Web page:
I have heard reference to cloth caps in connection with the TSB. I personally have never worn a cloth cap or, indeed, a bowler hat. I am simply a bare-headed Scot.

It is important for the Committee to recognise the community of interest that has developed in the TSB and to ensure by acceptance of the clause that there is a safeguard for the development of greater customer satisfaction, at the same time avoiding the potential dangers of a takeover.

I want to see this provision enshrined in the Bill. I am not taken in by letters from chairmen and the optimism of the management about what is likely to happen with regard to the flotation. I had the impression earlier in the debate that the Treasury had moved from its position of neutrality into one in which it was utterly neutered by the TSB management. I therefore hope that the Minister in reply will accept the principle behind the proposed clause.

Mr. Ashdown

I support the proposed clause and commend hon. Members for their restraint and skill in drafting it. The wording is substantially that contained in the White Paper, as reflected in the letter from Sir John Read. Indeed, it takes its words almost directly from the Minister's mouth. I seem to have the habit of quoting the Minister in Committee, but it is important that he should be invited to honour what he said by the action that he takes in the Bill. On Second Reading, the Minister said: for the first five years … there should be a limit on a shareholding by any one shareholder of 5 per cent. of the capital, and thereafter a limit of 15 per cent."—[Official Report, 14 February 1985; Vol. 71, c. 33.] Thus the Minister agrees in detail with the wording of the proposed clause. In that sense, the clause enacts the Minister's own rhetoric.

Unhappily, the Minister said in Committee and on Second Reading that he considers the matter to be one for the TSB and not for the Government. Indeed, in Committee he said that it did not require legislation. His arguments for supporting that conclusion, judged by my reading of the Committee proceedings, are deeply unconvincing. If the safeguard is so important as to be expressed as a cardinal principle in the White Paper and referred to by the Minister as a matter to which he gives weight, why not enshrine it in the Bill? What has the Minister to lose by inserting it in the Bill? I hope that he will explain why it can be included in his statements but cannot be enshrined as a safeguard in the Bill.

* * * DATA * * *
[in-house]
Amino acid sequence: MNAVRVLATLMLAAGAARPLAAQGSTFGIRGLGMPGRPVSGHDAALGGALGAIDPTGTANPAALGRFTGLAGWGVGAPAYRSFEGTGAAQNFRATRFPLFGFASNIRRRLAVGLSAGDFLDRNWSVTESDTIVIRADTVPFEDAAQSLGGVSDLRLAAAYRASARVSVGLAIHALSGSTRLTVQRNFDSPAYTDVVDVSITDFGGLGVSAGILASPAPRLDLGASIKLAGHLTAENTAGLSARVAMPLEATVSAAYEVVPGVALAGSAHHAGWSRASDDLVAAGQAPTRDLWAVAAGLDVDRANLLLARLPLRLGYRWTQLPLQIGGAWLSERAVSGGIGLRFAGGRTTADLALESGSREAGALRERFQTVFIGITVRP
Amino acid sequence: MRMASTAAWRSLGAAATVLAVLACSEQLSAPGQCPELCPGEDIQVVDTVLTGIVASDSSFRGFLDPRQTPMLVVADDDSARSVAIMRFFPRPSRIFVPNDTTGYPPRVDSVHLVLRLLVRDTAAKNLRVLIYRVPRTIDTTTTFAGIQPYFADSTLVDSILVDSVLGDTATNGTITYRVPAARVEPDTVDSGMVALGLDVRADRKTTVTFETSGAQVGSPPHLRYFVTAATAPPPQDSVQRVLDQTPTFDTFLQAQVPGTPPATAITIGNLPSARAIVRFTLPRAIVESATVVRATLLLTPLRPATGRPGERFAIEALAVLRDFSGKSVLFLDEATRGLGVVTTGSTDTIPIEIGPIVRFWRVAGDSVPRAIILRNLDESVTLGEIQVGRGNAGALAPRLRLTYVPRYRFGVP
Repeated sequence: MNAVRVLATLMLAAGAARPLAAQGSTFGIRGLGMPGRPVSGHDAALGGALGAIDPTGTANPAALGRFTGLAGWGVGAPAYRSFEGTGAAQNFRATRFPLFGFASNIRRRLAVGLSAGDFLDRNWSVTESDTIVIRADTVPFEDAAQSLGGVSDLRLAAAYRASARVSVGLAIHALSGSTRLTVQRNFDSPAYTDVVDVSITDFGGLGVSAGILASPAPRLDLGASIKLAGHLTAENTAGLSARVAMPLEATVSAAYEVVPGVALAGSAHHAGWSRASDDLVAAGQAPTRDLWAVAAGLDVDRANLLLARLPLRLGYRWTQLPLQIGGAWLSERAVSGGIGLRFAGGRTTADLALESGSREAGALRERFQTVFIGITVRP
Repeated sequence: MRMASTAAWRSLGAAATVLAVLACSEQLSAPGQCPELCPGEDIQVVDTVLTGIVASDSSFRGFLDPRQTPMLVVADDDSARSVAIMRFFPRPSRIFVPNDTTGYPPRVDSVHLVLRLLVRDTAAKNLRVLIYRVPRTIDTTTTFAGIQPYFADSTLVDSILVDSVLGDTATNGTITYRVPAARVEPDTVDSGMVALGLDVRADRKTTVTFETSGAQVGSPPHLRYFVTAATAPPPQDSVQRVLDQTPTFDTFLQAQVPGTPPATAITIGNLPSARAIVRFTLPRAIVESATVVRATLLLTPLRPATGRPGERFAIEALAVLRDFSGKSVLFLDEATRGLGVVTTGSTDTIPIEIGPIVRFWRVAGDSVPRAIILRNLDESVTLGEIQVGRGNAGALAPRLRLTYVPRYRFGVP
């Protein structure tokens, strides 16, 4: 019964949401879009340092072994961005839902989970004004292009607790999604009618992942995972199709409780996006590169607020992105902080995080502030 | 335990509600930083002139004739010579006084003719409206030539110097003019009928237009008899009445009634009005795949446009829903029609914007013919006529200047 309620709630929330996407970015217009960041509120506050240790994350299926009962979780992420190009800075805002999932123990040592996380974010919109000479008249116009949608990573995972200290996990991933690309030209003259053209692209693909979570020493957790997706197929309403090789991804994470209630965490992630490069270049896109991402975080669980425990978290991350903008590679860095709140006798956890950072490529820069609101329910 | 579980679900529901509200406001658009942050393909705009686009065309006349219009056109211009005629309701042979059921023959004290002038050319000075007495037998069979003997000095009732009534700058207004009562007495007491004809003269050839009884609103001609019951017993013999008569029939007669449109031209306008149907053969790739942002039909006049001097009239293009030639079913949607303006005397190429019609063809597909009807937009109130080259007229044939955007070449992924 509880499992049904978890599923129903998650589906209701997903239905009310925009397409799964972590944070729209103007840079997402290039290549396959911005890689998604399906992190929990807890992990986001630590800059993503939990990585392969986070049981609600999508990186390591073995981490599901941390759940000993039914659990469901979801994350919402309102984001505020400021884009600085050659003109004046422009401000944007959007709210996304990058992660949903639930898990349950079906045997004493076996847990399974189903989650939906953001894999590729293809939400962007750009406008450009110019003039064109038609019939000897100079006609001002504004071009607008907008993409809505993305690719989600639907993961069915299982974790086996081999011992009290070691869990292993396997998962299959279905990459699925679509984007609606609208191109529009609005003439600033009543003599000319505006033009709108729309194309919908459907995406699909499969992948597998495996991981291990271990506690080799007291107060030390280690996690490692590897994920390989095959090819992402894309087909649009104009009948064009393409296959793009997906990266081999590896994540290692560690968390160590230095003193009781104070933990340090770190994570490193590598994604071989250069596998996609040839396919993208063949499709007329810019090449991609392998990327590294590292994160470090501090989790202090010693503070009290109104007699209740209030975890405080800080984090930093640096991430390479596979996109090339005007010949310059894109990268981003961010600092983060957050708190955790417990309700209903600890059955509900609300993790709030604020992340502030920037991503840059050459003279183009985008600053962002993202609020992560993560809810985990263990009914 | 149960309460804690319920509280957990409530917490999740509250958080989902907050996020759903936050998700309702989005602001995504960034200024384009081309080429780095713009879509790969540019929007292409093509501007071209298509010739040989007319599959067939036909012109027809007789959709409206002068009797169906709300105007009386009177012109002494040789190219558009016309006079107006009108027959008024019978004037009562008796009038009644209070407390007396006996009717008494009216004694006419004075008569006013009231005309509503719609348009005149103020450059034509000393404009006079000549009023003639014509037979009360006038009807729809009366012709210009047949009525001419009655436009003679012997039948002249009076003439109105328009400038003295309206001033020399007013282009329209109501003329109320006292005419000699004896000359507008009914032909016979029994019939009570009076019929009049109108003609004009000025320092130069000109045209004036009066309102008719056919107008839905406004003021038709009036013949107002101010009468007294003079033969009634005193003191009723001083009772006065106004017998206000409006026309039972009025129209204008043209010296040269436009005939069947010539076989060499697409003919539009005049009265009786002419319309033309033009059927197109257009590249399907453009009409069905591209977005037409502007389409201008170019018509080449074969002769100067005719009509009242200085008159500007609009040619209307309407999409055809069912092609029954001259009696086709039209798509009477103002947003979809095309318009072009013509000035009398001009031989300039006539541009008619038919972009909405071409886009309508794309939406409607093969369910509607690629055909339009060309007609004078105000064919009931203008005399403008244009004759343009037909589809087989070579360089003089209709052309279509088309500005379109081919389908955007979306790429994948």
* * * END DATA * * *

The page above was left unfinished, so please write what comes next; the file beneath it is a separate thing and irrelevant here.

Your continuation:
The Minister has claimed that as a result of the general belief that he has expressed, it would be many years before the TSB might be taken over. I am not sure that I share that view. At 15 per cent., it would require only 11 investors at a modest £50 million or so to reach the point at which they could control the TSB. Indeed, some of them might be the very banks with which the TSB will be in competition. The Minister has said that he wants safeguards against takeovers. Let him prove it by accepting the new clause.

11 pm

Mr. Austin Mitchell

We have a paradox in the way in which the world economy is moving. It is that the banks grow fat when the world goes wrong. Because under the Conservatives the world has gone more wrong than ever before, the banks—thanks to the Government's policies of high interest rates and an emphasis on money—have grown fatter than ever before.

The world is full of predatory banks, and that is the phenomenon that the new clause attempts to control by erecting a ring fence round the TSB. Just as our banks are taking over banks in other parts of the world — most notably the Crocker bank in California, which must have been the purchase of the century; how anybody could ever again believe the advice of the Midland on investment policy, given its astuteness in respect of the Crocker bank, is a question we might ask in this context—so foreign banks want to get into Britain.

They want access to a banking world which is at present closely controlled and dominated by the big four. In that situation, the TSB must present an object as desirable as the Prime Minister at Holyrood House on a wet Friday. The TSB is a desirable bank for a takeover because it has a large number of high street outlets, the trust of a large body of customers who are accustomed to a close and satisfactory working relationship, and because the Government are treating it as if it were a piece of lost property being sold at police auction to make a bob or two.